Rockfish Pilaf with Chard

Rockfish season is finally upon us. Yesssss. What a weird turn of events from five years ago when all we wanted was tuna instead of rockfish, and now we’re seeing so much tuna that we want rockfish again. Too funny. Who would’ve thought that we’d offer friends and neighbors bluefin, only to be hit with a reply of, “No thanks – I’m good.” Even funnier, now that rockfish season is here, the bluefin are already back, and recent counts in our local waters are solid. No complaints here. Both are amazing in their own ways, but there’s something true about too much of a good thing. We need diversity, variety, and some curveballs in life, including what we eat. So, after a long season of pelagics on the menu, it’s nice to hook up (and plate up) some mild, white, flaky rockfish. Check out this delicious rockfish pilaf with chard recipe that’s quick, easy, and good for you.

(Right) Rachel VonFleck with a couple local deep water rockfish.

I’ve been busy with some new things at BD Outdoors (videos are on the horizon), so since I haven’t fished, I was lucky to get my first beautiful rockfish fillets from someone I’ve been friends with for 30 years. This person is loaded with fishing knowledge. This person fishes inshore, offshore, in the surf, lagoons – everywhere. This person fishes ten times more than the average angler. And this person happens to be a woman. I am so stoked on our group of local female anglers it’s crazy. Women like Jen Weissman, Rachel Von Fleck, Robyn Yoshihiro, Michelle Humphrey, and Kelly Castaneda are just a handful of the female anglers in our region that are here to stay. They aren’t pretentious, they aren’t looking for attention, and they aren’t seeking accolades – they just fish and they fish hard. After centuries of this male-dominated sport (with a few exceptions, of course), I look forward to the future of sharing the rail and shorelines, and personally documenting some of these powerful women on the water. 

Next Recipe: Thai Mussels

Jen Weissman with a proper California Sheepshead – another delicious choice for countless recipes.

For now, it’s back to the fresh rockfish and this week’s recipe. Chatting with a buddy last week, he said, “Trout, I love your recipes; they’re amazing and definitely challenging. But honestly, I’m a six-ingredient kind of guy, and I’d love a simple, straight-forward recipe I can make on the fly.” I get it. And I want this to be a resource for angler/chefs of ALL skill levels. So, I took some rockfish, some rice pilaf from the pantry, some chard from my garden, and kept it simple. Always remember that if I post something complicated, you can feel free to edit and simplify. There are no rules, so you cook for you.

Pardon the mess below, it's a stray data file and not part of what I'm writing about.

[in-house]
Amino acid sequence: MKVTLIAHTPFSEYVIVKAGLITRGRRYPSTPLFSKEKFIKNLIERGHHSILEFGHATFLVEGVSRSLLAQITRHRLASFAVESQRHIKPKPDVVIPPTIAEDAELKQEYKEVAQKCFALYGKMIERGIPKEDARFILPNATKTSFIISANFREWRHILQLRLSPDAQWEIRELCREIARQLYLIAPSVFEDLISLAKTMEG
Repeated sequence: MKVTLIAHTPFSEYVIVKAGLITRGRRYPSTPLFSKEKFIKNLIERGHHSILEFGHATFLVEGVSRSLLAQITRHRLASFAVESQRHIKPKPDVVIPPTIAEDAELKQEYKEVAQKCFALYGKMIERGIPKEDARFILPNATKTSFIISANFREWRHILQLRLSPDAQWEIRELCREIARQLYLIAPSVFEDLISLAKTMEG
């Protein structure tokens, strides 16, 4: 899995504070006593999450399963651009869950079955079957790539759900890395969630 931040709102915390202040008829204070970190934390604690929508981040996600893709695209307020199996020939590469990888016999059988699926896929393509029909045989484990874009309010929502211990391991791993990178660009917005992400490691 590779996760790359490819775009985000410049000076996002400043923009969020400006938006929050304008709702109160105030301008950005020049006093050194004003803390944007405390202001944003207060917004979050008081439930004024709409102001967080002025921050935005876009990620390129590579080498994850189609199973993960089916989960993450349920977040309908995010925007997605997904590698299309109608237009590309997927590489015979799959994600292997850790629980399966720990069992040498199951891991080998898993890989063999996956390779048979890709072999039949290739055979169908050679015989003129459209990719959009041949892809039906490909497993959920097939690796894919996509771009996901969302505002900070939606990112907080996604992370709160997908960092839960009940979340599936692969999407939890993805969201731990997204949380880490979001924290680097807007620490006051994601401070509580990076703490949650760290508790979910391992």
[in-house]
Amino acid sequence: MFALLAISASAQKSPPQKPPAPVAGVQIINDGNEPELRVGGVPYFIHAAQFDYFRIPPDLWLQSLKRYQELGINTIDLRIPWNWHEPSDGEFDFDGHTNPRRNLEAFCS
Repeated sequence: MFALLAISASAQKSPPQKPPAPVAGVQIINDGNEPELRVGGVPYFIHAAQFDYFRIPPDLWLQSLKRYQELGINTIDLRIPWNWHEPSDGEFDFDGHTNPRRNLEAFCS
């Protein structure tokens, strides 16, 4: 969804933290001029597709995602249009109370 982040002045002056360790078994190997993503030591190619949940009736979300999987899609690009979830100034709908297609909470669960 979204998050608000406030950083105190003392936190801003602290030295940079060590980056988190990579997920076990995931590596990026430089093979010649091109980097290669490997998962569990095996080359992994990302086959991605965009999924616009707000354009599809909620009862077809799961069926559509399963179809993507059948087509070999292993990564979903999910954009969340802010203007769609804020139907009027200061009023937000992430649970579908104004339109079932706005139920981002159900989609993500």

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Recipe: Rockfish Pilaf with Chard


  • Fish:
  • Rockfish fillets cut into individual servings and patted dry
  • Kosher sea salt & fresh cracked pepper
  • 1 TBSP B & O Lemon EVOO and 2 TBSP butter (depends on portions)
  • Fresh Meyer lemon juice to taste
  • Chard:
  • 6 cups freshly chopped chard
  • 2 TBSP B & O Lemon EVOO and 2 TBSP B & O White Balsamic Vinegar
  • 1 shallot - minced
  • 3 cloves of garlic - minced
  • Fresh dill - minced (to taste)
  • ½ cup white wine (I use Ziobaffa Pinot Grigio)
  • Salt and pepper to taste
  • Rice Pilaf:
  • Favorite rice pilaf, wild rice (or other rice of preference)


  1. Pat the fish dry and season with salt & pepper. If you want to add additional seasonings like onion powder, garlic powder, etc., feel free, but trying to keep it simple this week.
  2. Mince, chop, and slice your produce so you’re prepared.
  3. Put your wild rice on the stove and cook per directions.
  4. With the rice cooking, put your oil and butter in the pan and sauté your seasoned fish. Once done, squeeze lemon juice over the top, and then place on a warm plate.
  5. In the same pan (without removing any brown bits, liquid, etc.), add the shallots for a few minutes, then the garlic for a few minutes, and then carefully add the wine. This will deglaze the pan and be the base of your super flavorful chard.
  6. Add all the chard, salt, pepper and the white balsamic, and stir until everything is incorporated. Keep on the stovetop over medium heat, stirring occasionally until done.
  7. Plate the chard on the bottom as your base, then the rice pilaf, then the fish, and lastly the fresh lemon juice and dill over the top of the whole dish.
Let’s just say, Adam Traubman could use a few more hours in each day. “Trout” can’t go more than 24 hours without fishing, surfing, paddling, diving, anything without getting the wiggles. So with a wife, three kids, two dogs, three snakes, an organic garden AND work... the man has his work c...